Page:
We planned the visual layout for the initial conference/meeting. We had to execute the interview lighting and camera setup based on Liz's ideas. We did quite a bit of editing in between the first meeting and the live show. And finally, we were the live crew at the DiverseWorks location.

When we signed up for the class, we knew we'd be getting real world experience, but I don't think we understood the extent of how realistic this project would be.

I definitely learned a lot about communicating with people who don't speak the same "media language" that I do. There were plenty of situations that stretched my critical thinking and fast-paced problem solving, especially at the live show. This aspect was the culmination of Liz's project.

We knew in advance that there were plenty of things that could go wrong the night of the show. That's what makes the day of production so exciting! And yes, there were a few stumbles, but none of the technology failed, and every student did his or her job to the best of his or her ability. Tying everything together was successful and satisfying for the whole team.

Liz was excited about the end product, and it was our job to make that happen.

Randy Polk, Instructional Assistant Professor:

Our association with DiverseWorks and the artist Liz Magic Laser was a great opportunity for our students at all skill levels of Media Production at the Jack J. Valenti School of Communication.

We invited students from freshman and sophomore classes to observe the process for the shoot and, in many cases, we put them to work on the show in various production assistant positions.

Because this was a professional event that was above and beyond any regular classroom (or studio) assignment, the upper classmen and women served as my primary crew. They became very excited as we approached our rehearsals and production date.

There is something about an “event” taping, one that is going to happen just once and at a specific time that you only have one chance to get, as opposed to a classroom exercise that excites and focuses the mind like nothing else in this business.

It is terrifying and exhilarating all at once!  I have had many of the students involved come to me since we finished this project, saying that “it was so exciting working on something so real!”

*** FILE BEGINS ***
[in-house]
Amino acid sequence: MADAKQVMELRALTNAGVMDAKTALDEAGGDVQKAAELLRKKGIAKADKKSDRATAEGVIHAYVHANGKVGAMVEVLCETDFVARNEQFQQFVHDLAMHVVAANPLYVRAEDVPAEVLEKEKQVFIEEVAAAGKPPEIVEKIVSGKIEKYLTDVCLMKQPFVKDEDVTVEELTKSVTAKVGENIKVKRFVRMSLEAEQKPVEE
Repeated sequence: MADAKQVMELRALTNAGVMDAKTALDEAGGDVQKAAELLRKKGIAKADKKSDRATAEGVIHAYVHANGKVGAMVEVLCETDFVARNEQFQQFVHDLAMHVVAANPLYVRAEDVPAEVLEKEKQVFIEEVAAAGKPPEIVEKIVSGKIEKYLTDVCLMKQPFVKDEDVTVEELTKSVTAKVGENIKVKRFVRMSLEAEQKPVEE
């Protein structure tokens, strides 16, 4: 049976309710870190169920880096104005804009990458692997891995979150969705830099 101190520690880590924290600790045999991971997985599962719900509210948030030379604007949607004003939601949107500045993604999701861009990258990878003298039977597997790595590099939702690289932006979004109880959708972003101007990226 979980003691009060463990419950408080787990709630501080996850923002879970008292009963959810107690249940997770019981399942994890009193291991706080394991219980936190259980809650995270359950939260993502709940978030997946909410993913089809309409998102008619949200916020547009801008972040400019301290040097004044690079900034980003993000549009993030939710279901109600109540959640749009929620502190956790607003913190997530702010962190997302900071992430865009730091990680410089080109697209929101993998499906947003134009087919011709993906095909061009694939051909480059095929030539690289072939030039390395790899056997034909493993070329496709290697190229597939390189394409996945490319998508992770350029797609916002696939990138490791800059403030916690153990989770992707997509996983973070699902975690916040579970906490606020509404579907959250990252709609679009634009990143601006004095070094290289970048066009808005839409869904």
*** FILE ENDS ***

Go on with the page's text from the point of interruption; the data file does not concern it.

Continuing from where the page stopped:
DiveseWorks and Liz Magic Laser gave us this chance and I am very proud of how my students handled the opportunity. 

Lizette Garcia, a junior majoring in Broadcast Journalism:

I was one of the people selected to be the on-screen participants in the project. I talked about wanting to be a television journalist in a workshop session, again during media training sessions, and, finally, on a television set during a live taping.

The coolest thing of this experience was the actual filming because it gave me a taste of how my career can be once I graduate from UH.  It definitely left me with a stimulating boost of energy and the determination to be a television journalist.

I’m not going to lie – it was nice seeing myself in video. I can get used to that. I realize from this experience that I have to double the time I put into my studies so I can get where I want to be in my future career.

Overall, I really enjoyed participating in this project and meeting Liz Magic Laser, Mustafa, Nick, Shannon, Linda and Maurice. I’m really thankful that Professor Polk suggested me for this project and introduced me to everyone.

Tell Me What You Want to Hear
By Liz Magic Laser
April 6 – May 18
DiverWorks  Art Space
4102 Fannin, Suite 200
Houston, Texas 77004
(entrance on Cleburne between Fannin and Main)
Gallery Hours: Noon – 6 p.m., Wednesday – Saturday
Free admission